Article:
Goolge-maps type browser

Hi Christian,
just wonder whether you may know a service or a code that can be used to generated something like this:
https://www.petapixelproject.com/
I need to have an overview with some areas that have way higher magnification.

Best regards,
Ilya

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I think the OME.NGFF file format together with the vizarr viewer would be a great open-source solution for this! I cc @joshmoore to guide you there.

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Hi @Ilya_Belevich,

Indeed, for just very large images OME-Zarr + vizarr (and additionally if 2D, OME-TIFF + OMERO) would provide deep zooming, but it sounds like the feature you’re looking for is a higher-resolution only at certain locations?

~J.

Thank you for suggestions!

it sounds like the feature you’re looking for is a higher-resolution only at certain locations

yes, we have overview images (2D) + high-res snapshots of several areas. The idea is to provide users possibility to start with the overview image and allowing them to zoom into those high-res areas.
In this sense it is slightly different from just having a viewer of a large-field image in pyramidal format.
Would OME-Zarr + vizarr still be an option?

I think I am having the same use case. I had low res 2D large EM image and then high-res tomograms at different regions.
Personally, I would save all the data as different images in BigDataViewer format and then use the affine transform in the bdv.xml to position them correctly in 3D space. If you open all of them simultaneously in BDV the visualisation that you want will be automatic.

Here are few screenshots from my use case.

Input data subset

Everything together in BDV

Zoom in on one region (interactive, using mouse wheel)

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…I would recommend using GitHub - bigdataviewer/bigdataviewer-playground to do this as it offers a user interface for:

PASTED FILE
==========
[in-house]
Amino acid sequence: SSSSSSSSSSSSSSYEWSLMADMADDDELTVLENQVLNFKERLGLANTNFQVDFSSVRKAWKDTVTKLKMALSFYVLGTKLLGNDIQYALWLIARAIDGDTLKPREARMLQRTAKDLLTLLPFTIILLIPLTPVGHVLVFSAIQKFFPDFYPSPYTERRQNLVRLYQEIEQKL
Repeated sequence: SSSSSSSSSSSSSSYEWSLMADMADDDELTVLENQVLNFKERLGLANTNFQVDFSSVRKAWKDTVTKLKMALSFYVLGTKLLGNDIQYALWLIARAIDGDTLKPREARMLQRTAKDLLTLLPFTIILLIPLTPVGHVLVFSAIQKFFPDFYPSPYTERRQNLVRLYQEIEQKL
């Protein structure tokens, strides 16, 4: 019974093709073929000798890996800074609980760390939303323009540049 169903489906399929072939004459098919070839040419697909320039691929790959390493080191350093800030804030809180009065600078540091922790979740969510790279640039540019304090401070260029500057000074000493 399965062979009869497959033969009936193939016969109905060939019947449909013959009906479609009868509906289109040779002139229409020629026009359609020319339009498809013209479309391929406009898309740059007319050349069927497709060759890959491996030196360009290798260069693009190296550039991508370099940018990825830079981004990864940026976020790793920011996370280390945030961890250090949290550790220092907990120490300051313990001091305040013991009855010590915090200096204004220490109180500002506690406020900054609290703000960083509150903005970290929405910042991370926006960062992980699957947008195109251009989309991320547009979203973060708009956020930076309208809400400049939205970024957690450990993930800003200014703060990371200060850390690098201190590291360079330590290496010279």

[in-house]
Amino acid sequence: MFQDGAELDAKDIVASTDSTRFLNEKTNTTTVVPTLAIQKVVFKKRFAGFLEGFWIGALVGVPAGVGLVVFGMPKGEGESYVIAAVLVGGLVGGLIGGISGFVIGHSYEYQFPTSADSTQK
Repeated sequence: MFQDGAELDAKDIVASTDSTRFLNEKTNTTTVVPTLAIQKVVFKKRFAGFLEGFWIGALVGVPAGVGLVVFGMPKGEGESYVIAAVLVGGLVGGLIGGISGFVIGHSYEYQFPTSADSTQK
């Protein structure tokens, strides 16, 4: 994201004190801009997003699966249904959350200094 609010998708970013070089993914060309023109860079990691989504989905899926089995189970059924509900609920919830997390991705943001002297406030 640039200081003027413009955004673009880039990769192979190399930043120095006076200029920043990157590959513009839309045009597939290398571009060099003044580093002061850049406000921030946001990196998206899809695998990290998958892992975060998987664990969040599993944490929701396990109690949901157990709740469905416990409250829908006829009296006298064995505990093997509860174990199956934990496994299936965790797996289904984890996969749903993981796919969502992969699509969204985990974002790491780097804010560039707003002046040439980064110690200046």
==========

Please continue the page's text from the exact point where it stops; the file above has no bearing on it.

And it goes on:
1. adding multiple image sources to BigDataViewer
  2. changing the blending mode such that you don’t have the issue that you see in above screenshots where the EM images add up to saturate the LUT

cc @NicoKiaru and @schorb

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That’s pretty much what I want! Can you deploy it for others your project to others?

I just bumped into https://openlayers.org/ they have several examples that looks very close:

  1. Here they change from one map layer to another upon reaching a certain zoom level
    Layer Min/Max Resolution

  2. Limited Layer Extent

  3. Static Image

  4. Zoomify

There are several installation packages required but I just finished a small demo example and I was able to make a deployable code.
Now the idea is to generate the images in zoomify format and see whether I can somehow connect the high-res views to it…

What do you mean? Host the images in the cloud?

Otherwise, of course you can deploy, it is just basic Fiji without any installation (or maximally one Update Site to be added).

like accessing the dataset via url with a browser

Yes, also this is possible, then you have to save the data in n5 or ome.zarr format into an object store.